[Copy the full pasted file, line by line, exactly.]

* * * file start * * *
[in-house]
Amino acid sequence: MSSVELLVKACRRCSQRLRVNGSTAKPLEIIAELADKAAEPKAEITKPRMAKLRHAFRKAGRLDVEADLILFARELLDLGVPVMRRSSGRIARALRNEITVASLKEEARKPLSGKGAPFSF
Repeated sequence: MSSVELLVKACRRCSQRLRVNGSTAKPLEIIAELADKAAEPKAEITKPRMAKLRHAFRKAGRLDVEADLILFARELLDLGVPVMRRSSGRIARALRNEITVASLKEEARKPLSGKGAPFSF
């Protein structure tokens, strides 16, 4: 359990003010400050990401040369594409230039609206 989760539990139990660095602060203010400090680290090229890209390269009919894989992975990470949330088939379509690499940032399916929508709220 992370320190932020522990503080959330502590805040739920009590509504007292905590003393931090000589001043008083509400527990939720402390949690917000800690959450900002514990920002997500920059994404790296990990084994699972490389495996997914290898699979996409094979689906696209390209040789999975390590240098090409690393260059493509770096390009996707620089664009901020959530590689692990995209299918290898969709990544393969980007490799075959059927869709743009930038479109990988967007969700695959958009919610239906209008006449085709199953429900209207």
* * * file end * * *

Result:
[in-house]
Amino acid sequence: MSSVELLVKACRRCSQRLRVNGSTAKPLEIIAELADKAAEPKAEITKPRMAKLRHAFRKAGRLDVEADLILFARELLDLGVPVMRRSSGRIARALRNEITVASLKEEARKPLSGKGAPFSF
Repeated sequence: MSSVELLVKACRRCSQRLRVNGSTAKPLEIIAELADKAAEPKAEITKPRMAKLRHAFRKAGRLDVEADLILFARELLDLGVPVMRRSSGRIARALRNEITVASLKEEARKPLSGKGAPFSF
């Protein structure tokens, strides 16, 4: 359990003010400050990401040369594409230039609206 989760539990139990660095602060203010400090680290090229890209390269009919894989992975990470949330088939379509690499940032399916929508709220 992370320190932020522990503080959330502590805040739920009590509504007292905590003393931090000589001043008083509400527990939720402390949690917000800690959450900002514990920002997500920059994404790296990990084994699972490389495996997914290898699979996409094979689906696209390209040789999975390590240098090409690393260059493509770096390009996707620089664009901020959530590689692990995209299918290898969709990544393969980007490799075959059927869709743009930038479109990988967007969700695959958009919610239906209008006449085709199953429900209207």